Intravascular Ultrasound-Guided Stent Placement
Angiography Versus Ultrasound-Directed Stent Placement (AVID)
The Presenter: Robert Russo, Scripps Clinic, LaJolla, Calif.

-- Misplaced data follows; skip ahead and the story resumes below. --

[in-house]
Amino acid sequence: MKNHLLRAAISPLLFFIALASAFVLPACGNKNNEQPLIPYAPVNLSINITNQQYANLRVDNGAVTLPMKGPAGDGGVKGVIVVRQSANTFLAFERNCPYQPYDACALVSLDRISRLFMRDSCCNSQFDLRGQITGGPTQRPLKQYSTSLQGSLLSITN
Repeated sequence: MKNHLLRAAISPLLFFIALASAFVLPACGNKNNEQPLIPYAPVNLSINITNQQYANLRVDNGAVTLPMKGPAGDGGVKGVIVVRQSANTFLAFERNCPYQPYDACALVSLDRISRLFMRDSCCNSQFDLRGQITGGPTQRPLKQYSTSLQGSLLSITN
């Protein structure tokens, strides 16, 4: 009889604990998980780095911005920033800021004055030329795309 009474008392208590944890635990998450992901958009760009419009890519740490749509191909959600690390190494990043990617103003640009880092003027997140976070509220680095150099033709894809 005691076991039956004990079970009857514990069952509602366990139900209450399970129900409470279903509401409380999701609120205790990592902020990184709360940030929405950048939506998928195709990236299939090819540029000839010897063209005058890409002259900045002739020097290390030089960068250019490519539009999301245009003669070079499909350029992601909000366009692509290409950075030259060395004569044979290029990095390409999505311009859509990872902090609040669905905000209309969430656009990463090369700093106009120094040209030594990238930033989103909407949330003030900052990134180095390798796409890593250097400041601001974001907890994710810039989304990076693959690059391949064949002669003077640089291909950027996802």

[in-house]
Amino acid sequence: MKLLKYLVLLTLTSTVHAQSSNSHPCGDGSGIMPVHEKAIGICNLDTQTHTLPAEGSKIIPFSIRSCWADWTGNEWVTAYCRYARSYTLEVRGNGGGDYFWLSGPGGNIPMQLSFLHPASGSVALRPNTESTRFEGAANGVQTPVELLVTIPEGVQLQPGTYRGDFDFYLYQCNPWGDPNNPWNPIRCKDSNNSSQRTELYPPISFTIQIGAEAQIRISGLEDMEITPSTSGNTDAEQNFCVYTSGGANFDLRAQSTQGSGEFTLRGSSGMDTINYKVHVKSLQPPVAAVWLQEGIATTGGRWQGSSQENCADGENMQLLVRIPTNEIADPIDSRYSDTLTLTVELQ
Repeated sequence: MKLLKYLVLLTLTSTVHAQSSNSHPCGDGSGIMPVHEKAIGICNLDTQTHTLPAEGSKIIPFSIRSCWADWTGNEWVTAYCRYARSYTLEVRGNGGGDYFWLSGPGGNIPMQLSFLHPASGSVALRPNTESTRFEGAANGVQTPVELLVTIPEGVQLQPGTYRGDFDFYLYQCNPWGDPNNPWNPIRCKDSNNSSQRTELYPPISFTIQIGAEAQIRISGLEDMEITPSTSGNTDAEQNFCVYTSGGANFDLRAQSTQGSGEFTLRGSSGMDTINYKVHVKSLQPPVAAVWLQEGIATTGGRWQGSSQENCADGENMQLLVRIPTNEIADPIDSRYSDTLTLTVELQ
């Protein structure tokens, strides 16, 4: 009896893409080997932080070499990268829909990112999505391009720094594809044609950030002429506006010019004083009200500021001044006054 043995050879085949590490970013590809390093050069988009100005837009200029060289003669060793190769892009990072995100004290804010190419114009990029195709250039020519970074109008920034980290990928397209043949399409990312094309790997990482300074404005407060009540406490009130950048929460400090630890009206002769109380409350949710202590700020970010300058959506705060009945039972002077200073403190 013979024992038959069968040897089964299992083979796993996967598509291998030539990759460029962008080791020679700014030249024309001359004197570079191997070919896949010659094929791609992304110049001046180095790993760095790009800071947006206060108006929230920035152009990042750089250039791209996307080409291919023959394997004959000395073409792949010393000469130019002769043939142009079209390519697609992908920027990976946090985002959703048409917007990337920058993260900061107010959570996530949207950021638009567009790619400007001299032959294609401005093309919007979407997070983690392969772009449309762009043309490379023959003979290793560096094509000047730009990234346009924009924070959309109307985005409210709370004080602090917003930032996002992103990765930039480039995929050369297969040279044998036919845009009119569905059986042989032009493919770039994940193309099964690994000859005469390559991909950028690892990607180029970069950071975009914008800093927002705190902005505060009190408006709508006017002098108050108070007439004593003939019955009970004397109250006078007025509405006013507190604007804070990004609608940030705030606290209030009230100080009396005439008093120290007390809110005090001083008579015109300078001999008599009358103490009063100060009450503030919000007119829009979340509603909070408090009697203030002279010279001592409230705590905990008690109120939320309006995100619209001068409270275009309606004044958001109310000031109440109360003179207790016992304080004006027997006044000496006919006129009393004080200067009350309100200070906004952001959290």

The Study: A randomized, multicenter, parallel-group trial evaluating angiographic versus intravascular ultrasound guidance for coronary stent placement. A total of 800 patients at a low risk for complications who were undergoing elective stent placement in vessels >2.5 mm in which the stent was initially successfully deployed underwent intravascular ultrasound. In 406 of them, only angiographic guidance was used to assess the adequacy of stent deployment; in these patients, the IVUS results were obtained, but they were not used for subsequent clinical decision making. In the remaining 394 of the patients, the adequacy of stent deployment (and subsequent therapies to achieve adequate deployment) was assessed using IVUS criteria (full stent opposition, treated cross-sectional area >90% of distal vessel cross-sectional area, no remaining major dissection). The primary end point of the study was the incidence of target lesion revascularization (TLR) at 12 months.